People watch a television broadcast reporting an image of North Korean leader Kim Jong Un on May 2, 2020.
Chung Sung-Jun/Getty Images
Rumors are once again spreading that Kim Jong Un is dying, but experts say they’re unfounded.
The rumor began on Friday after a former South Korean minister said he had on good authority that the North Korean leader was in a coma.
Since then, the claim has been carried by several notable English-language news outlets, and is trending on Twitter.
However, multiple experts have poured cold water on the issue, noting that Kim has been conducting his official duties as normal and highlighting the sketchy nature of the original source.
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A wild rumor that North Korean despot Kim Jong Un is dying is once again spreading across social media but experts are saying not to believe them.
On Friday, Jang Sung-min, a former South Korean minister, said that an unnamed source in China had told him that Kim was “in a coma” but “his life has not ended,” according to the Korea Herald, a South Korean news outlet.
Speculation has abounded in the wake of the report, and social media has become abuzz with the rumor that Kim is dead or close to it. The Mirror and the New York Post both reported on the rumor that Kim was in a coma.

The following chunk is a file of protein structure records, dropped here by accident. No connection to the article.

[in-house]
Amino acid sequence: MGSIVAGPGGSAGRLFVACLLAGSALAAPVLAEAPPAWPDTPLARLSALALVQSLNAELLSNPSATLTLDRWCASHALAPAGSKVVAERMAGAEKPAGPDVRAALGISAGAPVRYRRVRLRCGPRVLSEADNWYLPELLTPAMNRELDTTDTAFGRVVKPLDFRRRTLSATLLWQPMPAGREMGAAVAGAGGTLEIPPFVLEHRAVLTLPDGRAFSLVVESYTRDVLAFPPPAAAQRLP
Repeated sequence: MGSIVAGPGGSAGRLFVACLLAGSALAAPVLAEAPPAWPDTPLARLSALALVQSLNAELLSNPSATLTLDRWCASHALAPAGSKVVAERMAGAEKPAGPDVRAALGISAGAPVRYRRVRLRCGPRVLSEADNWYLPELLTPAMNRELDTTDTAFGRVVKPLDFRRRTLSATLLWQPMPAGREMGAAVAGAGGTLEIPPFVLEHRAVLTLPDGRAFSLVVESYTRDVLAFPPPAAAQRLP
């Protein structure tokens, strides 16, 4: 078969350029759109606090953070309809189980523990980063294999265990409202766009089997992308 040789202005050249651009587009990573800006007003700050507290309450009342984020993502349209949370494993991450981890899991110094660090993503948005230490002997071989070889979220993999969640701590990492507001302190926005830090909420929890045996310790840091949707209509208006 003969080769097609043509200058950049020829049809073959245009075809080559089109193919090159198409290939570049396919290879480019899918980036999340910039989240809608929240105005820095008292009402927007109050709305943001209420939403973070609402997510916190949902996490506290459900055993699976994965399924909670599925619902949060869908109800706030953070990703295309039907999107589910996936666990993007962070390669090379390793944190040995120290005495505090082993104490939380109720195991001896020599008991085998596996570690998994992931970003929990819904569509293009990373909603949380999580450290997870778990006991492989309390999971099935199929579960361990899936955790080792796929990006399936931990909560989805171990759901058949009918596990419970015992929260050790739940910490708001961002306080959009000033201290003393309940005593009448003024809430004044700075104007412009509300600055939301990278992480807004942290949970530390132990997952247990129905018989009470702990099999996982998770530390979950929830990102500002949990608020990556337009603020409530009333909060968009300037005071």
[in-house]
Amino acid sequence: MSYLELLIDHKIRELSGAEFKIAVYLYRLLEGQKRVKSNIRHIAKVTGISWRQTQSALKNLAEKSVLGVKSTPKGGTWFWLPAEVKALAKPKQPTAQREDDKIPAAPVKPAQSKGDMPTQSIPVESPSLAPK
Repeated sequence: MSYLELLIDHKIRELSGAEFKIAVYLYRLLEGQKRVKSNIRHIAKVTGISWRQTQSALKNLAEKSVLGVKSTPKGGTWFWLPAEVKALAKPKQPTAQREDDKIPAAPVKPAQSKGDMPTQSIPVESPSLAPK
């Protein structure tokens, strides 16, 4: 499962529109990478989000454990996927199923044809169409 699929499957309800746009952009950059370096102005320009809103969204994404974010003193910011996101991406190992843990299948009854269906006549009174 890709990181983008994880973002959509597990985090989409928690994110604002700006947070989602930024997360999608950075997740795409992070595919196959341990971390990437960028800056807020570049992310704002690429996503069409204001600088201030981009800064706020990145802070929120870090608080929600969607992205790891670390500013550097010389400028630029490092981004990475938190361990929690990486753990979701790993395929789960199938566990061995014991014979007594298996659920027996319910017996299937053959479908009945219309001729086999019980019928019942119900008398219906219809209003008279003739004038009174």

That fire has also been stoked by news that Kim’s sister, Kim Yo Jong, was recently given a slew of new official duties, including overseeing the country’s relationship with South Korea.
However, North Korea watchers, including academics and analysts, say the rumors about Kim Jong Un’s health are just that.
Alistair Coleman, a researcher at BBC Monitoring covering North Korea, said that the source of the rumor is sketchy.
“Former South Korean govt official, putting in a guess on the word of an unnamed source in China, going on to say that all recent Kim media appearances are forgeries. I’m not convinced,” he wrote on Twitter.
John Delury, a professor at Yonsei University in South Korea, also called the news item “random speculation” that was “informed by nothing in particular.”
Jeffrey Lewis, a North Korea watcher and director of the East Asia Nonproliferation Program at the Middlebury Institute of International Studies at Monterey, tweeted that Kim has been typically active in August, suggesting all is well.
“He’s made ten appearances in the last thirty days, most recently on August 19,” he tweeted.
Over the years, rumors of Kim’s death have been proliferated by South Korean and western media outlets and on social media fairly frequently.
Though South Korea has the best intelligence from its northern neighbor, it has often been wrong in the past, BBC Seoul correspondent Laura Bicker said earlier this year.
In February 2012 a rumor spread that Kim had been assassinated during a visit to Beijing. Two years later, in October 2014, he was again assumed dead, after it was claimed he had been removed in a coup d’état.
Most recently, Kim was assumed to be dead in April 2020 after missing a parade marking his grandfather’s birthday on April 15, 2020. One South Korean minister suggested at the time that Kim may just have been self-isolating to avoid catching the coronavirus.
He reemerged after 20 days, at the opening of a fertilizer plant on May 2, but not before the rumors had spread across the world which ultimately prompted investigations by US intelligence agencies.
The recent rumors have also triggered a run of Kim-themed memes commending the leader’s apparent ability to come back from the dead repeatedly.
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